We quickly got together with Whitehead, and conducted a fascinating interview where one thing started to become crystal clear: This is a project motivated solely by love for the game. Christian built an entire game engine specifically for porting retro classics, and he had aspirations of working with Sega to actually get his version of Sonic CD in gamers’ hands. Following that, things went dark. The fan-made Sonic CD web site vanished and the above video disappeared from YouTube. We assumed the worst, as it seemed reasonable that Sega’s legal hammer came down on the project.



Jump ahead another two years, and out of nowhere that Sonic CD was coming to iOS. We quickly confirmed that this was in fact Christian Whitehead’s Sonic CD, and we couldn’t have been happier. Sure, the particulars such as release date and other things like that weren’t in the open yet, but it was coming, and that was enough.

Tonight, Sonic CD is released to the world, based on the very same demonstration we saw back in 2009, which I suppose brings us to the actual “review" portion of this review. Sonic CD plays like every other Sonic game in that you run from the start to the finish, collecting rings, and fighting bosses every few levels. One radical addition to Sonic CD is the addition of the “Past" and “Future" system. Running past either a “Past" or “Future" sign sends Sonic time traveling to a slightly different version of the level. Initially, the future will be a “bad" future, overrun by robots. However, if you go into the past first, and destroy the robot generator, you’ll be able to enjoy the “good" future which significantly fewer enemies. Alternatively, you can just ignore time traveling all together, although I believe (If my memory serves me.) getting the best ending requires unlocking every “good" future.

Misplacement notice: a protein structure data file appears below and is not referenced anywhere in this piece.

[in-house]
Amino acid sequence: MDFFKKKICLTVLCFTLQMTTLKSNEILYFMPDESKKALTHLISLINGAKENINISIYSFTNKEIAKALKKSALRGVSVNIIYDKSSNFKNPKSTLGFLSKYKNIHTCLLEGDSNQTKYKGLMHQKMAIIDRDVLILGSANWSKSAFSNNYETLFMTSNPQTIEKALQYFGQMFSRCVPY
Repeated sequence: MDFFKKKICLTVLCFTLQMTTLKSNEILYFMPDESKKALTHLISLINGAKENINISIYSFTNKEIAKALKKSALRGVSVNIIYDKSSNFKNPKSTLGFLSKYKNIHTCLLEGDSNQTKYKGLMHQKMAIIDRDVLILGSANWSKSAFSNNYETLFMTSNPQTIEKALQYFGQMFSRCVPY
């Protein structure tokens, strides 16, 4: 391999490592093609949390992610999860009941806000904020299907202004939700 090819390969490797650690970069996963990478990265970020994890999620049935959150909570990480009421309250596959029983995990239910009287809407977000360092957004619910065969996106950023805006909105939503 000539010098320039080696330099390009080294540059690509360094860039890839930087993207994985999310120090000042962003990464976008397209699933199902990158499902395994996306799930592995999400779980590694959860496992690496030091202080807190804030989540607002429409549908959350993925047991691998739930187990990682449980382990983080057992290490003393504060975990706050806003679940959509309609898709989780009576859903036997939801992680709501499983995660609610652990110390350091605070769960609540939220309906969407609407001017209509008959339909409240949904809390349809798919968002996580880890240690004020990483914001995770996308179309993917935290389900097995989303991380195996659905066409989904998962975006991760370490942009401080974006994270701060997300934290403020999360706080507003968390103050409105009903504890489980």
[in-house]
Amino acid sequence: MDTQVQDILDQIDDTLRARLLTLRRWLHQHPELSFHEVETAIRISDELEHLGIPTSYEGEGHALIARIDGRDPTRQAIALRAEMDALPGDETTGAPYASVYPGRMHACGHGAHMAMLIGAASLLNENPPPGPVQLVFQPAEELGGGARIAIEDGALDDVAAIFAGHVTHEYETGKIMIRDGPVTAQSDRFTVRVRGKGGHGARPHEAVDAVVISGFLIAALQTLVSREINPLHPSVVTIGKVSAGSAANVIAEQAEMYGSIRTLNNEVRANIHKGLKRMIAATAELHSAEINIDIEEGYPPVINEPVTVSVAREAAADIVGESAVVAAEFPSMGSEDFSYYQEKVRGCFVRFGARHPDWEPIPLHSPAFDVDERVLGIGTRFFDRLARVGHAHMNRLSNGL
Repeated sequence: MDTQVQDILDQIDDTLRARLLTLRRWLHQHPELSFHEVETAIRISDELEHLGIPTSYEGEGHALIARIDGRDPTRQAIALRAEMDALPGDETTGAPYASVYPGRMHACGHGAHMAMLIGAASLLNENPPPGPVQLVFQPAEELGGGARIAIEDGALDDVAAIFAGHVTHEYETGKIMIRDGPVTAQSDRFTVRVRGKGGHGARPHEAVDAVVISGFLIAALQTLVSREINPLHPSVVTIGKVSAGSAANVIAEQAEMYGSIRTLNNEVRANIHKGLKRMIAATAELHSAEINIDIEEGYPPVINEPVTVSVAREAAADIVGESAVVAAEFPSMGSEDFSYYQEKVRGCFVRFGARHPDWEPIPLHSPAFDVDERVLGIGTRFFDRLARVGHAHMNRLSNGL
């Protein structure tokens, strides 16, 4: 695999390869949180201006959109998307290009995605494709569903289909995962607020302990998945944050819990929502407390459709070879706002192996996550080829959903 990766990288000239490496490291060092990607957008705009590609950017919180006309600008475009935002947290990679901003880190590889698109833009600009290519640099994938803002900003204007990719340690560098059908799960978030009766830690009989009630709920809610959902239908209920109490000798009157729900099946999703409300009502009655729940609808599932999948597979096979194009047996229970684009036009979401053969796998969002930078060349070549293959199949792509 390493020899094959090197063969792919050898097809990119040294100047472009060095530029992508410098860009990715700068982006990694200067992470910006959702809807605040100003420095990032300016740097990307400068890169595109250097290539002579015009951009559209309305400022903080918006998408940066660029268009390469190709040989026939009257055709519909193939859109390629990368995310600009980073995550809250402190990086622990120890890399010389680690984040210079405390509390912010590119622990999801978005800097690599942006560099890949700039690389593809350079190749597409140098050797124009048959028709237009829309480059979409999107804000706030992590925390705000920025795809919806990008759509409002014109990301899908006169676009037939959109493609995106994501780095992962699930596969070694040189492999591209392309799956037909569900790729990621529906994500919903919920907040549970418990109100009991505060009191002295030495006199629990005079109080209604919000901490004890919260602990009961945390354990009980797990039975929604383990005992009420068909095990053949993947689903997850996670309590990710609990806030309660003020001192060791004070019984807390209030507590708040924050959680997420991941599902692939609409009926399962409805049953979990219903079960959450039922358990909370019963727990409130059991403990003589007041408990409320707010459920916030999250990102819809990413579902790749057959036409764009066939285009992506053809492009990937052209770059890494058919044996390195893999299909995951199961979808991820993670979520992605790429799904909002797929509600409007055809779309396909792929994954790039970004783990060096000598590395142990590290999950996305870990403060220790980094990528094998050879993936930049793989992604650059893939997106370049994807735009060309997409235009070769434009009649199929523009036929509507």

In a word, Sonic CD is incredible. It redefines what gamers can expect out of retro iOS ports, while simultaneously making all of Sega’s existing ports look absolutely horrid in comparison. The on-screen controls work great, the game performs even better than the original, and they’ve included not only the Japanese soundtrack, but also the American one. (Note: It defaults to the Japanese soundtrack, so if you’re wondering where the familiar “Sonic Boom" song is, you’ll need to toggle it in the options.) It’s even Universal. I can’t think of a single thing that’s missing or lacking in any way, in fact, they’ve even added Tails, who wasn’t even present in the original.

I’m not sure what else to say. Here we have the best installment of one of the greatest gaming franchises, which received both flawless review scores and game of the year awards when it was originally released ported with complete perfection to iOS. This is a game you flat out need to buy if you even vaguely consider yourself an iOS gamer. Not only because it’s such an impeccable port of an important piece of gaming history, but because we need to vote with our wallets to tell Sega (and anyone else who might be watching) that this is the quality we demand out of retro games brought to the App Store.

International App Store Link: Sonic CD, $1.99

Note: Sonic CD will be available in the USA at 11:00 PM Eastern, it should be available everywhere else in the world right now though.